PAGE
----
Yes, there's such a thing as business card etiquette when networking. Don't mess it up!
Suppose you were out having lunch with a new business acquaintance and when your food was delivered to the table, your lunch partner reached over with her hand and sampled your meal. What would you think? That they were rude—lacking proper social etiquette, right? You'd be offended and probably lose your appetite. Besides ranking their social grace at zero, you'd also seriously question their professional competence as well.
The example I shared above is extreme. But here's the point: All it takes is one wrong move to jeopardize your professional image.
At live networking events, where you only have 30 seconds to make a good first impression, you cannot afford to make the wrong move. Regardless of how shallow it may seem, the world first judges us on how we appear. It's more than looks and clothes—it's demeanor, presence, body language, and how confident you appear engaging with others. And all of that can be picked up on in a first glance or notice, or with the first handshake.
So, let's say you are dressed well, your confidence is high, and your body language is clearly communicating you are a person worth knowing. You're 50% there. I've seen well-dressed people still leave a bad impression (even if the first one was good) because of bad networking etiquette. Some of the worst mistakes I see at networking events are people not understanding how to use their business cards.Here are a few rules for smart business card etiquette to keep in mind at future networking events.
Rule #1: Keep Your Business Card To Yourself
DO NOT hand out your business card to everyone you see as if you are passing out $20 bills. Have you ever had someone come up to you while you are talking to someone else and slip a business card in your hand and keep moving? Not only is it distracting, especially if the two people are making a great connection, it is also annoying. It's the equivalent to receiving junk mail at your house. Unless you asked for information about the Tremble 3500 vacuum cleaner, chances are you are not going to joyfully read the advertisement that came in the mail—especially if you are as busy as most of us are.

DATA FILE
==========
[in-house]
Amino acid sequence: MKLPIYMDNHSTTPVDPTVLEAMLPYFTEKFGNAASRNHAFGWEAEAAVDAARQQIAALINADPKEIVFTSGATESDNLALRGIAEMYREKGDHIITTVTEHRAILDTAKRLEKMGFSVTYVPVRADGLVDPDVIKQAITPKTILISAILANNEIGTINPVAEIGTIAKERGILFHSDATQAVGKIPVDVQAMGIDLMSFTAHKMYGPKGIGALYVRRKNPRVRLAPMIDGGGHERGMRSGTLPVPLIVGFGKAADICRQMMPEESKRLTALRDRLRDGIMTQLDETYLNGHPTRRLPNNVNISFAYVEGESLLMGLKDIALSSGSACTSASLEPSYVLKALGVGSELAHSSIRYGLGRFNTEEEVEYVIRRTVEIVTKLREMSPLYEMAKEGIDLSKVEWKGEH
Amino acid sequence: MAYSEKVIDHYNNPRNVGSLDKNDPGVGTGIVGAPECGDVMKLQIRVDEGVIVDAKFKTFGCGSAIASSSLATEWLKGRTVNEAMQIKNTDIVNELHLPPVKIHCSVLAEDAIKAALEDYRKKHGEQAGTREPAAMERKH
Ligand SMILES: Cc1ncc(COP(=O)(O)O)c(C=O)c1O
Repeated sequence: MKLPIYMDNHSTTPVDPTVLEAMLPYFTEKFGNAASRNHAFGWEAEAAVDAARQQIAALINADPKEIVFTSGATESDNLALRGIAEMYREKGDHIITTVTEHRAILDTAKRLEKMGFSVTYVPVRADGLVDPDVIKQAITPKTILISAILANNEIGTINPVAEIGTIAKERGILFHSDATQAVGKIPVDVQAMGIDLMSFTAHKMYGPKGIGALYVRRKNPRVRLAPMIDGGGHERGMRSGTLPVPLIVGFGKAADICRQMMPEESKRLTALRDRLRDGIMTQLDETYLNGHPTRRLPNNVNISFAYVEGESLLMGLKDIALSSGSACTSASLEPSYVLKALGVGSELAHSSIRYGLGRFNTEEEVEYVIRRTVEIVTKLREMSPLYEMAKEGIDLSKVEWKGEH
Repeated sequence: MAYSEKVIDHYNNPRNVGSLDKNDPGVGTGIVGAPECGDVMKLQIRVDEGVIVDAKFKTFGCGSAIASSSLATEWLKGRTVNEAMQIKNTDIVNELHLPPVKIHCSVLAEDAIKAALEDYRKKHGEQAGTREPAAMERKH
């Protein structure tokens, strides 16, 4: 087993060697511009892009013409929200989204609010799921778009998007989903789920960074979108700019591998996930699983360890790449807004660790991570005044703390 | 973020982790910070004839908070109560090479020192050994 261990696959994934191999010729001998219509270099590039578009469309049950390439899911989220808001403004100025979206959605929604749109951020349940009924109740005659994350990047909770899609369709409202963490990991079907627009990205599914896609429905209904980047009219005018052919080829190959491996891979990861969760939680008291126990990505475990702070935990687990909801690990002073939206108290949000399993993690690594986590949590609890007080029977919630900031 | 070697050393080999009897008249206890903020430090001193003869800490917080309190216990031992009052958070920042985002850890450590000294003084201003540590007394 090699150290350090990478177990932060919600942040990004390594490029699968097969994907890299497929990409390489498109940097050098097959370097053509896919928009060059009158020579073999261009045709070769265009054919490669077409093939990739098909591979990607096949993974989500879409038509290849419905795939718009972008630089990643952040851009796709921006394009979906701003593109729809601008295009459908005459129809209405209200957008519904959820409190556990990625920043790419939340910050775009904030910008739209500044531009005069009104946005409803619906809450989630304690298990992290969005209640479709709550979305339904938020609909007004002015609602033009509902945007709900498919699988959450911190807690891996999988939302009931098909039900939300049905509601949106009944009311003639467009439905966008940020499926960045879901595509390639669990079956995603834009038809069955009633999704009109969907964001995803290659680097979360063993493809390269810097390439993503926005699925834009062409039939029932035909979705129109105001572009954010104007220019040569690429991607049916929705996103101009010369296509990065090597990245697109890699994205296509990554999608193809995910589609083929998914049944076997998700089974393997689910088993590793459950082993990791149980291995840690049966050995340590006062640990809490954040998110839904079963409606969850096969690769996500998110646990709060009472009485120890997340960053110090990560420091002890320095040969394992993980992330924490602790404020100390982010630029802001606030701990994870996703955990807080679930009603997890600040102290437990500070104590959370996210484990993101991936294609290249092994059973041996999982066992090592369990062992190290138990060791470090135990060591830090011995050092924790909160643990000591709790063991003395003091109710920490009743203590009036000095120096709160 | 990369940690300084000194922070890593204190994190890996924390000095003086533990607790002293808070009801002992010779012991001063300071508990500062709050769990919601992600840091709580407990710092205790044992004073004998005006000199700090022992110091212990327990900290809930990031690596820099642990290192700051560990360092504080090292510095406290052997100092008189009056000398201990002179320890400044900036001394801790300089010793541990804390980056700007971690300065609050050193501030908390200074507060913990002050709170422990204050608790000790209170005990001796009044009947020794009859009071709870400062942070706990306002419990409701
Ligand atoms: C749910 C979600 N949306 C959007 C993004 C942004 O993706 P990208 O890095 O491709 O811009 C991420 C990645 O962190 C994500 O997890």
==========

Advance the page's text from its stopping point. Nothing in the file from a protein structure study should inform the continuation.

You ask: But shouldn't the goal be to get my name and contact info in front of as many people as possible?
Answer: Yes, and that is what advertising is for.
Get a billboard, take out an ad, get a web page. But do not fool yourself into thinking that you successfully networked with a hundred people because you handed out a hundred business cards.
One of the goals of networking is to identify qualified leads, potential employers, or referral sources. That doesn't mean that you don't meet and talk to people outside of those targets. But it does mean you are selective about who you choose to exchange information with. In your career, quality is always better than quantity.
Rule #2: Give Your Business Card To Someone When They Ask For It
If I am interested in connecting with someone beyond an event, I will ask for a way to contact them. Notice that I did not say I will give them my card or give them my contact information. Why? If I give them my card, I have no control over whether they will contact me or not. If I get their information, I can follow up with a phone call, via email, or by connecting with them on LinkedIn. Passing out my card to 20 people does not mean that I will get 20 calls. But acquiring contact information of 20 people guarantees that I will have 20 people to add to my follow-up list.
Quick Tip: When someone asks for your business card, write a note on the back of it before you hand it over. It could be a note about what you talked about, a reminder about why they asked for your information. Something that jogs their memory as they go through the sea of cards they have in their collection.
Rule #3: Don't Waste Contact Information
Why take someone's card if you are not going to follow up? Send an email. Make a quick call. Send them a connection request on LinkedIn. Do something to capitalize on the meeting.
This doesn't have to be complicated. Entrepreneurs can send updates about new products or developments in their business. Professionals can share articles and tips on LinkedIn that are relevant to their industry.
You ask: But can't I just keep the card in case I need their assistance later?
Answer: Yes you can. But it seems more likely and more wise that if you needed assistance from someone you didn't already have in your network that you would ask someone you know for a referral rather than choosing a random card from your stack.
Don't make the assumption that just because you have their card, that the business or individual is a part of your network—especially if you have no experience with the quality of their work or haven't connected and built a professional relationship with them.
The take away:
- Keep your business card to yourself until someone asks for it.
- Only ask for cards or contact information for people you intend to follow up with.
- Make the most of your networking strategy by regularly connecting with your contacts.
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This post was originally published at an earlier date.
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